Once everyone but the card holder has submitted an answer, the card holder will secretly pick their favorite answer on the answer wheel by choosing the appropriate color. The wheel is placed face down after that to prevent the card holder from changing their answer.
After that, everyone but the card holder bids on the answers, trying to guess what the card holder picked as their favorite. Players do this by placing their two bid tokens on top of the available answer boards.
Finally, scoring for that round occurs and the answer wheel is revealed. The card holder receives a point for every bid token on that answer board, up to a maximum of three points. The other players receive one point for every bid token they have on the answer that was picked. The person who wrote the best answer also gets a bonus point. The most anyone can score in a round is three points. The scorekeeper notes the points awarded and play proceeds clockwise. The person with the most points after so many rounds wins the game! (The number of rounds depends on how many people are playing)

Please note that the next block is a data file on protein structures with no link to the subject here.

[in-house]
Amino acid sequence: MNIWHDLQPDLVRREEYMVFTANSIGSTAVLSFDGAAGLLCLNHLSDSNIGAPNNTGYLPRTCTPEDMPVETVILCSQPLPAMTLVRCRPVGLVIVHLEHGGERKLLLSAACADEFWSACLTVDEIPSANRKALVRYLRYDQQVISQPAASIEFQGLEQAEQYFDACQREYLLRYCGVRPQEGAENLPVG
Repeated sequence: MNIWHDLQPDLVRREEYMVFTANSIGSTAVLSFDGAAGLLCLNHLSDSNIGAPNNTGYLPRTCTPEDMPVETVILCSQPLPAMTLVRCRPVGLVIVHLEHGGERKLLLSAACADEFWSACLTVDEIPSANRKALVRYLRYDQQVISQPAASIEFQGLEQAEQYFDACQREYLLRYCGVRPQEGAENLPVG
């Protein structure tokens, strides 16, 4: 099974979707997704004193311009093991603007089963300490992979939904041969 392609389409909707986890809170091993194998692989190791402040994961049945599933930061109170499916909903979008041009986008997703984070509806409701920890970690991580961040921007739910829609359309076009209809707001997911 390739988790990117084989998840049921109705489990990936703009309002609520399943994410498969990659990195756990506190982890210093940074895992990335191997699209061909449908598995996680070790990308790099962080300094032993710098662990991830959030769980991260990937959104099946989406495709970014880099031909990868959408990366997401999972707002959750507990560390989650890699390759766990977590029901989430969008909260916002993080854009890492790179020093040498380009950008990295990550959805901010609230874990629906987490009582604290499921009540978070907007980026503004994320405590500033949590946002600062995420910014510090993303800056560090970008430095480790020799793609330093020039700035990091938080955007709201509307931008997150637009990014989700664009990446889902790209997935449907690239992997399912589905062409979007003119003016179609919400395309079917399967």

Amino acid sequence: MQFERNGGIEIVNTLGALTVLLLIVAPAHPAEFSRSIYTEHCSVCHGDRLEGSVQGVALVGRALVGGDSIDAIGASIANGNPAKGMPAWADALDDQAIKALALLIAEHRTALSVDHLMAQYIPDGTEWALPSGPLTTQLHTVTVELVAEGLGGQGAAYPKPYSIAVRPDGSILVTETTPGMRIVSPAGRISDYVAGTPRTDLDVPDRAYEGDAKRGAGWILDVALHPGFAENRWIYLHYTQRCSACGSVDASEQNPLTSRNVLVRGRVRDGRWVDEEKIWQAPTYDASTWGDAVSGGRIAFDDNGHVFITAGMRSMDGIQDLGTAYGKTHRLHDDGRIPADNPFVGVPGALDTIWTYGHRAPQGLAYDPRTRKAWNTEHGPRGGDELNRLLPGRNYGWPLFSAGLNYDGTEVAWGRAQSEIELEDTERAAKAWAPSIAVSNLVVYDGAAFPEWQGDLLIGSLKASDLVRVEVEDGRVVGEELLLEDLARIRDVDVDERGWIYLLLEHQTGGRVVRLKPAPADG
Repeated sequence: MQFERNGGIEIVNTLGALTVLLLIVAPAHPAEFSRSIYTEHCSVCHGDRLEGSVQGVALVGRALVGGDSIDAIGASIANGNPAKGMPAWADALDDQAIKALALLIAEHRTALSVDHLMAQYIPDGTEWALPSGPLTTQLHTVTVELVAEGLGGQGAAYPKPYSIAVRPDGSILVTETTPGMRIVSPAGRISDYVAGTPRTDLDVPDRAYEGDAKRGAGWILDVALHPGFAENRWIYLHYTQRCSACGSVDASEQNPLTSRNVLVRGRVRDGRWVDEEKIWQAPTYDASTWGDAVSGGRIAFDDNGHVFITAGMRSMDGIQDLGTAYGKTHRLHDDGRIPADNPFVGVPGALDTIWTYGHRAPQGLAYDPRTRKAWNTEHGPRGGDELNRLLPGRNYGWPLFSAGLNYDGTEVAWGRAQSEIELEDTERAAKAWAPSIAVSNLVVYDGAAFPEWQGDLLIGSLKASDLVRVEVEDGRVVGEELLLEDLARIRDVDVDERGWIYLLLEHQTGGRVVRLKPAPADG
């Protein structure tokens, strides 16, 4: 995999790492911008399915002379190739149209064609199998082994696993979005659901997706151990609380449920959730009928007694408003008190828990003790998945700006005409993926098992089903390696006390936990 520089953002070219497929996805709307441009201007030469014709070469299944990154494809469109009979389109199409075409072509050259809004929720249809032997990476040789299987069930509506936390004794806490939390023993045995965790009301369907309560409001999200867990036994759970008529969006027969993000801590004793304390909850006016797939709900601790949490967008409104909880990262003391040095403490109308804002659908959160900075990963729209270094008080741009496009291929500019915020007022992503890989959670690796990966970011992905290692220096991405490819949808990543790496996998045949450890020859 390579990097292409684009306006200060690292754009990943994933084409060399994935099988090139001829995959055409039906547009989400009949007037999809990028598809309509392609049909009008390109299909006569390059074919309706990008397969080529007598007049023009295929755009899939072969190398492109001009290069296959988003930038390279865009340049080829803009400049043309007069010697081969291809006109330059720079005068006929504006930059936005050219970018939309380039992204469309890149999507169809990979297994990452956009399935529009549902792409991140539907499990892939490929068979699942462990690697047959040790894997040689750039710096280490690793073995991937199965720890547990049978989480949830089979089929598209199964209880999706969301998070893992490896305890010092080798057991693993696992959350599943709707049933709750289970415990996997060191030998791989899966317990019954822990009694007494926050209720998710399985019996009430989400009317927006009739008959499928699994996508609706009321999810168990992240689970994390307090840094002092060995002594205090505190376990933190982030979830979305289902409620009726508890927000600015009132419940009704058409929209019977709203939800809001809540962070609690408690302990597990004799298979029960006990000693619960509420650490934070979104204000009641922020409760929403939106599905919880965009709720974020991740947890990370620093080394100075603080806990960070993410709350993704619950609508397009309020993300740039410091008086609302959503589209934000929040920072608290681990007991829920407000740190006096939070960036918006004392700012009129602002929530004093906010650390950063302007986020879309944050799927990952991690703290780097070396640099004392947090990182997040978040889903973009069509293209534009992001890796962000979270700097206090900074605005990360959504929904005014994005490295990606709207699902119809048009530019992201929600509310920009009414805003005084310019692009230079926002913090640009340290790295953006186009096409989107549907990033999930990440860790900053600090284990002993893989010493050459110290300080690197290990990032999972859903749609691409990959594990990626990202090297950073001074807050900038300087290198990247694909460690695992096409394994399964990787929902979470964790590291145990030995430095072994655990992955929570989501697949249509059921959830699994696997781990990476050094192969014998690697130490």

The above is simply an overview of the game, but should give you an idea of how it is played. For more information, please visit the links at the end of the article. There’s also a manual, located here: